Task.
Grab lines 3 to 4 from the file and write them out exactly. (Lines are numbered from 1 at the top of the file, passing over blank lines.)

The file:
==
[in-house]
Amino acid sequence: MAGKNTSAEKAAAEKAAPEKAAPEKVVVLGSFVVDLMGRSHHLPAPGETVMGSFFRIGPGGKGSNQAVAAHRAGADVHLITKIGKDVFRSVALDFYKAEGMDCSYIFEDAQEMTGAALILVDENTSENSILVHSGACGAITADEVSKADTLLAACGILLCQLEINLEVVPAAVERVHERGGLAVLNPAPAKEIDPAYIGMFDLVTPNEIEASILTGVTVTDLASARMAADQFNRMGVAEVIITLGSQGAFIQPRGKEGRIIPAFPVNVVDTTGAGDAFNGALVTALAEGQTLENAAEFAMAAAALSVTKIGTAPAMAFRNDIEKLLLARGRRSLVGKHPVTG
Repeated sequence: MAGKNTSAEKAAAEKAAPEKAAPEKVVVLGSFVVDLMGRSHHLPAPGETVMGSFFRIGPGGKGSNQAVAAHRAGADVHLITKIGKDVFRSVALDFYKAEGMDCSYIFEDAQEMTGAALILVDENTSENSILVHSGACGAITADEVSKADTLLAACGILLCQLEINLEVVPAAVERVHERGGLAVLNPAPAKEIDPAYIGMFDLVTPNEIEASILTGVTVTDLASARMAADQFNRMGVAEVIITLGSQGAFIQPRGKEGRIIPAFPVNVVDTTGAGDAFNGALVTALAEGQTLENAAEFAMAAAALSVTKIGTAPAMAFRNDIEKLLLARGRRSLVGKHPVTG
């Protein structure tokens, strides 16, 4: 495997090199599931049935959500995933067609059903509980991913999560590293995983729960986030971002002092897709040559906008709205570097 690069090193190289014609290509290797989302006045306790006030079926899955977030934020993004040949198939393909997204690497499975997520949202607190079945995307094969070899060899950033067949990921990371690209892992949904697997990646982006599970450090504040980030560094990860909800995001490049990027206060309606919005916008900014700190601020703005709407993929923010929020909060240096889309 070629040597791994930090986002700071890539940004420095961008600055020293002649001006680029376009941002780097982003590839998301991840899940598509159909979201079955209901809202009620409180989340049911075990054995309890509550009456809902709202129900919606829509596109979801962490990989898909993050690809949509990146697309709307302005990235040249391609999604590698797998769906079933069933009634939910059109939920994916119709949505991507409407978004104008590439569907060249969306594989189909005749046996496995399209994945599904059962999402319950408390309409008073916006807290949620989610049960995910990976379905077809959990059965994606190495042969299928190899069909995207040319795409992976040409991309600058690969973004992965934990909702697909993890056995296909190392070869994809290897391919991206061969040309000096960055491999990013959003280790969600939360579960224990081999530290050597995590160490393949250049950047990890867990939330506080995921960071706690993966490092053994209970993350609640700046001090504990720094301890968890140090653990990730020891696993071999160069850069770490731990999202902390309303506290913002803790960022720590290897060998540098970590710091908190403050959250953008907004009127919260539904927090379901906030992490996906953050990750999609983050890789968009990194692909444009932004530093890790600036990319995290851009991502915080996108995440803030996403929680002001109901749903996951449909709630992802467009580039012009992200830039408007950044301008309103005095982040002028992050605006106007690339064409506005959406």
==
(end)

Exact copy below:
Repeated sequence: MAGKNTSAEKAAAEKAAPEKAAPEKVVVLGSFVVDLMGRSHHLPAPGETVMGSFFRIGPGGKGSNQAVAAHRAGADVHLITKIGKDVFRSVALDFYKAEGMDCSYIFEDAQEMTGAALILVDENTSENSILVHSGACGAITADEVSKADTLLAACGILLCQLEINLEVVPAAVERVHERGGLAVLNPAPAKEIDPAYIGMFDLVTPNEIEASILTGVTVTDLASARMAADQFNRMGVAEVIITLGSQGAFIQPRGKEGRIIPAFPVNVVDTTGAGDAFNGALVTALAEGQTLENAAEFAMAAAALSVTKIGTAPAMAFRNDIEKLLLARGRRSLVGKHPVTG
């Protein structure tokens, strides 16, 4: 495997090199599931049935959500995933067609059903509980991913999560590293995983729960986030971002002092897709040559906008709205570097 690069090193190289014609290509290797989302006045306790006030079926899955977030934020993004040949198939393909997204690497499975997520949202607190079945995307094969070899060899950033067949990921990371690209892992949904697997990646982006599970450090504040980030560094990860909800995001490049990027206060309606919005916008900014700190601020703005709407993929923010929020909060240096889309 070629040597791994930090986002700071890539940004420095961008600055020293002649001006680029376009941002780097982003590839998301991840899940598509159909979201079955209901809202009620409180989340049911075990054995309890509550009456809902709202129900919606829509596109979801962490990989898909993050690809949509990146697309709307302005990235040249391609999604590698797998769906079933069933009634939910059109939920994916119709949505991507409407978004104008590439569907060249969306594989189909005749046996496995399209994945599904059962999402319950408390309409008073916006807290949620989610049960995910990976379905077809959990059965994606190495042969299928190899069909995207040319795409992976040409991309600058690969973004992965934990909702697909993890056995296909190392070869994809290897391919991206061969040309000096960055491999990013959003280790969600939360579960224990081999530290050597995590160490393949250049950047990890867990939330506080995921960071706690993966490092053994209970993350609640700046001090504990720094301890968890140090653990990730020891696993071999160069850069770490731990999202902390309303506290913002803790960022720590290897060998540098970590710091908190403050959250953008907004009127919260539904927090379901906030992490996906953050990750999609983050890789968009990194692909444009932004530093890790600036990319995290851009991502915080996108995440803030996403929680002001109901749903996951449909709630992802467009580039012009992200830039408007950044301008309103005095982040002028992050605006106007690339064409506005959406």